Latin Salutatorian Paul Mumma ’09 (<a href="http://harvardmagazine.com/commencement/2009-speeches">View a video of his speech</a>.)

A sampling of the 2009 Commencement week addresses

Lois Beckett

The Senior English address

Drew Faust

President Faust’s address to the alumni

The Harvard Medical School Class Day address

Albert Goldbarth

A poem for the 2009 Phi Beta Kappa Literary Exercises

Steven Chu

U.S. Secretary of Energy Steven Chu’s address at the afternoon exercises

Matt Lauer

Notes and statistics, vital and otherwise

The Faculty of Arts and Sciences tackles a massive budget crisis.

With the endowment down sharply and employee compensation accounting for nearly half of University expenses recently, the administration plans to trim staff jobs.

Executive vice president Edward C. Forst, who became Harvard's principal operating officer and de facto financial strategist last September, is departing August 1; full details were <a href="http://harvardmagazine.com/breaking-news/evp-forst-leave-harvard">reported May 26</a> on this website.

Understanding the University's financial challenges--beyond the endowment's fall

David Malan

Expert multitasker David Malan introduces students to computer science.

Honors, arrivals, and departures

A Harvard fixture bites the dust.

Dining halls (such as Eliot's) are "the hub of House life," says a report on the residences, and every House should have its own.

Harvard has released a report on the role of the Houses in undergraduate life, in preparation for a major renovation.

Short takes on recent news

Headlines from Harvard history

As senior year winds down, a look forward—and back.

Tyler Albright

Baseball catcher Tyler Albright ’11 explains how to play his position.

Montage

Malcolm Campbell at the keyboard in Harvard's Paine Hall

Pianist Malcolm Campbell ’10 is a jazz prodigy.

<a href="http://www.powells.com/partner/30264/biblio/9781605297859"><em>The End of Overeating: Taking Control of the Insatiable American Appetite</em></a> (Rodale, $25.95)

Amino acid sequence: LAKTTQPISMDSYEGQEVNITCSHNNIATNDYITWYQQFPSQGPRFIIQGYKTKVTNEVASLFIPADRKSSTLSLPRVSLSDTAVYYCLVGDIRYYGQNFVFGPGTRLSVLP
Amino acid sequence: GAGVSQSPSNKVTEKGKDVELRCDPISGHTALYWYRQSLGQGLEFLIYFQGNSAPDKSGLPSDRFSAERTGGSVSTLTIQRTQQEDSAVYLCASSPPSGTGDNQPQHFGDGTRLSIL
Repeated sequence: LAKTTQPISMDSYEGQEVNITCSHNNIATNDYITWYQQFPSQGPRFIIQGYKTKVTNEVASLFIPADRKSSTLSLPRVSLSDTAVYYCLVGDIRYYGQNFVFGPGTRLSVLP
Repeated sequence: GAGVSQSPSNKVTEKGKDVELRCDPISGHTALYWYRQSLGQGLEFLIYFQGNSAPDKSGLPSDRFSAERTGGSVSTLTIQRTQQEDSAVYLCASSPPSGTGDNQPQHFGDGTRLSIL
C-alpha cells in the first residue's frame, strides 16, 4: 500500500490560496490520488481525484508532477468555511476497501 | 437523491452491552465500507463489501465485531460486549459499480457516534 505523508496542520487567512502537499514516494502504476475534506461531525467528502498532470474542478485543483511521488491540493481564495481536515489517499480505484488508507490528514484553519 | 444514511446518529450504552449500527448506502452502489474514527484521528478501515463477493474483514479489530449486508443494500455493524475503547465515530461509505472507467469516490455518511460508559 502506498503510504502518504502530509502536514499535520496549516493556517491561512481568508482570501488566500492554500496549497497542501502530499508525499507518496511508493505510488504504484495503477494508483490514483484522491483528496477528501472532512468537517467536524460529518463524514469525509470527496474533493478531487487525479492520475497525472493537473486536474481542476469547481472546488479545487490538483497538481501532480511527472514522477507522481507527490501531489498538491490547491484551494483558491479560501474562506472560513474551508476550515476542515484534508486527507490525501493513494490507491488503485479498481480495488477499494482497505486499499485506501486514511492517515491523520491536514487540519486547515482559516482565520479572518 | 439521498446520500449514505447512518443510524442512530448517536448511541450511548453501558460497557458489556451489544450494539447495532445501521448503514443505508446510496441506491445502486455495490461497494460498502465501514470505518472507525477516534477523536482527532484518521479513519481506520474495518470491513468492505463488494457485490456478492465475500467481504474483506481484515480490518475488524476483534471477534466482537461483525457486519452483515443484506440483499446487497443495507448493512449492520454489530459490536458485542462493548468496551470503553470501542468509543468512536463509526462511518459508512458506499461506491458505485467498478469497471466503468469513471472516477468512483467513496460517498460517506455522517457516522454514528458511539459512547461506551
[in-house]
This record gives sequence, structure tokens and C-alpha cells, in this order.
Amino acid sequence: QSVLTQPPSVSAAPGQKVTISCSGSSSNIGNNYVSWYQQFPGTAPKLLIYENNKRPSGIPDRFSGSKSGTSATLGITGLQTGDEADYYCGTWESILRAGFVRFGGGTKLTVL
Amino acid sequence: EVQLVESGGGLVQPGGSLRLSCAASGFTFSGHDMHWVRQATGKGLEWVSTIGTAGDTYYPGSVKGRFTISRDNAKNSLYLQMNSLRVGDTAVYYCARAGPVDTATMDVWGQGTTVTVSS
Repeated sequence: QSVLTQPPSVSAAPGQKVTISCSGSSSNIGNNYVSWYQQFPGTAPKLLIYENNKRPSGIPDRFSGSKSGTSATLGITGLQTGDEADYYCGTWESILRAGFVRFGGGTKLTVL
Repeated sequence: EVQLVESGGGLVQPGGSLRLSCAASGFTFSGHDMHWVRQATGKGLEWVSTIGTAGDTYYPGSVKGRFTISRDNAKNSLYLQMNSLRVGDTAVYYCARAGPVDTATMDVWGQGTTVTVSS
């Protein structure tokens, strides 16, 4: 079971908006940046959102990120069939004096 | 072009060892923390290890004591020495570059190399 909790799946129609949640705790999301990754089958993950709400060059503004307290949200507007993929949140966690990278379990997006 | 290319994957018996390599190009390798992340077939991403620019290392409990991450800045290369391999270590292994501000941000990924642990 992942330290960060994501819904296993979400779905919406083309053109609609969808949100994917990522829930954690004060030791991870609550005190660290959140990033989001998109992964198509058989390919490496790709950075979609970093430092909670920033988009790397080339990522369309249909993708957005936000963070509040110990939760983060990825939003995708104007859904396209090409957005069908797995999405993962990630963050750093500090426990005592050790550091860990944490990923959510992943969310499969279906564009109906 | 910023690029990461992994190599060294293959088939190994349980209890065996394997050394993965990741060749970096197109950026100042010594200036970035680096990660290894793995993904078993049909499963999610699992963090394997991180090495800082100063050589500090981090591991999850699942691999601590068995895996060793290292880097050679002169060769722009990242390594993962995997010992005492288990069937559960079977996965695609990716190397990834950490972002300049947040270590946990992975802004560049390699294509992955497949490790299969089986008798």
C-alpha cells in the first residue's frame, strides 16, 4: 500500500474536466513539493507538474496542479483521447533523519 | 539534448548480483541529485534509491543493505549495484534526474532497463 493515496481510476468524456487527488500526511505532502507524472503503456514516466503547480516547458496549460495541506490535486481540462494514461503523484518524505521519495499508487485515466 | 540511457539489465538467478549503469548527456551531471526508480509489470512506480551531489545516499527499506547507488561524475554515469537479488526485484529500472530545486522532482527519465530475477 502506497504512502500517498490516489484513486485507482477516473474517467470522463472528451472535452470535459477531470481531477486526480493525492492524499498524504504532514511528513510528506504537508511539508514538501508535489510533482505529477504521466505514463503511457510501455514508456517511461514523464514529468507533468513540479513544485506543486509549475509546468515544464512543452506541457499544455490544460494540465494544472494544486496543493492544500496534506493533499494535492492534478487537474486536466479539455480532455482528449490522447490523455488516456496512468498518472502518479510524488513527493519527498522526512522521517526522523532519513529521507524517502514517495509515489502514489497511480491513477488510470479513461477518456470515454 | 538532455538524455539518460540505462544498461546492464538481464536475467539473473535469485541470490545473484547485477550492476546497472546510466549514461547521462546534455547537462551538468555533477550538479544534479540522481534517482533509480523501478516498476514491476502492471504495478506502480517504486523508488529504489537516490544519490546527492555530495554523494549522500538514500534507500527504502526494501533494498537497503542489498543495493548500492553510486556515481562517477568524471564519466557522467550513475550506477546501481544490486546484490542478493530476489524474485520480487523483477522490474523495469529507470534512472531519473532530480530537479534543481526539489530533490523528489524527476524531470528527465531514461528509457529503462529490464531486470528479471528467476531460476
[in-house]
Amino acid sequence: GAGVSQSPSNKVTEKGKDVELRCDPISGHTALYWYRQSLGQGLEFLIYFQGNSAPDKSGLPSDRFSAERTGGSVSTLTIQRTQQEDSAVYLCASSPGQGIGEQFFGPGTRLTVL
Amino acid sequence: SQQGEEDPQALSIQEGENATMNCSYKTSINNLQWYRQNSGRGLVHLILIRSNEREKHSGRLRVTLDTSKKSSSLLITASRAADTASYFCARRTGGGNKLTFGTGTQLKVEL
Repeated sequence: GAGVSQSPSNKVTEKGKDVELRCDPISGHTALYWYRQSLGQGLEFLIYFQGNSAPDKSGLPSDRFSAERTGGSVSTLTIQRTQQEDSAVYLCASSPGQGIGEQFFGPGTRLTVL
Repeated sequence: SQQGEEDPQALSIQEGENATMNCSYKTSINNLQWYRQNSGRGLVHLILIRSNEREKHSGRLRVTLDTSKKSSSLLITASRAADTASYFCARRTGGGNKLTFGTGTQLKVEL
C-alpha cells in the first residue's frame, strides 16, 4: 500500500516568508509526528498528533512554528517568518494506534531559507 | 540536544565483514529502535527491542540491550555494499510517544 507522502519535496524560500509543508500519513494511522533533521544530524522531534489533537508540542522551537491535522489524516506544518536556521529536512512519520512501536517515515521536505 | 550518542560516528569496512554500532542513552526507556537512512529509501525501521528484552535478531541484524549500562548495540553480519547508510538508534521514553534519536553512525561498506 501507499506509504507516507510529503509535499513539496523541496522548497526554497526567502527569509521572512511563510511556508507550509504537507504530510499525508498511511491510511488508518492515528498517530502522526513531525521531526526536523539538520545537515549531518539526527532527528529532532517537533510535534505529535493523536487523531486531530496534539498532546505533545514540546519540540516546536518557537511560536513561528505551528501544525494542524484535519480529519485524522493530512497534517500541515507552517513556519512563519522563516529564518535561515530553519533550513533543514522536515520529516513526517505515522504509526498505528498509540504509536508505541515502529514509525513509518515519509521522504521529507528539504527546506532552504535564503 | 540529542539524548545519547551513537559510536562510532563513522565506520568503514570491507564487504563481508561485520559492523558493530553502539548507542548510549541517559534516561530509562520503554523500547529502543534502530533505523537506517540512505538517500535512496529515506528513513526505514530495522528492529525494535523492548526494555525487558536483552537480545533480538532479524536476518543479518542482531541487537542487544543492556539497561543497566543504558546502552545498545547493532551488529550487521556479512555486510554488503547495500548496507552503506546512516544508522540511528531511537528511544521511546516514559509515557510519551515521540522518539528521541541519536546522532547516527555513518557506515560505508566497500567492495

Enlisting the food industry in the fight against obesity

Scheft (left) shares a laugh with his boss.

Bill Scheft ‘79 writes comedy for David Letterman, as well as novels.

A blinding sandstorm is part of <em>Journey to Mecca.</em>

"Journey to Mecca," co-produced by Taran Davies ’93, is a new IMAX film about the Hajj.

Paul M. Barrett reviews “Reflections on the Revolution in Europe: Immigration, Islam, and the West,” by Christopher Caldwell ’83

In a new book, photographer Bruce Jackson presents old ID photo portraits from an Arkansas prison.

Correspondence on not-so-famous lost words

The Altamira oriole, a Texas resident, is America’s largest oriole.

Recent books with Harvard connections

Alumni

Gregg Hurwitz

A crime novelist explores the deepest cracks in the human heart.

Results of the 2009 Overseer and Harvard Alumni Association elected director races

The elected leaders of the College class of 2009

John F. Cogan Jr.

Three alumni are honored for outstanding service to the University.

The Graduate School of Arts and Sciences Centennial Medal honors alumni whose contributions to society emerged from their graduate study at Harvard.

Frances Pass Addelson

Harvard’s most venerable alumni

Four new graduates are bound for the other Cambridge.

Fiftieth reunioners David Leipziger, Kitty Beer, and Howard Kristol, J.D. ’62.

Reunioners and seniors of 2009 give the University a welcome assist.

Updates from Shared Interest Groups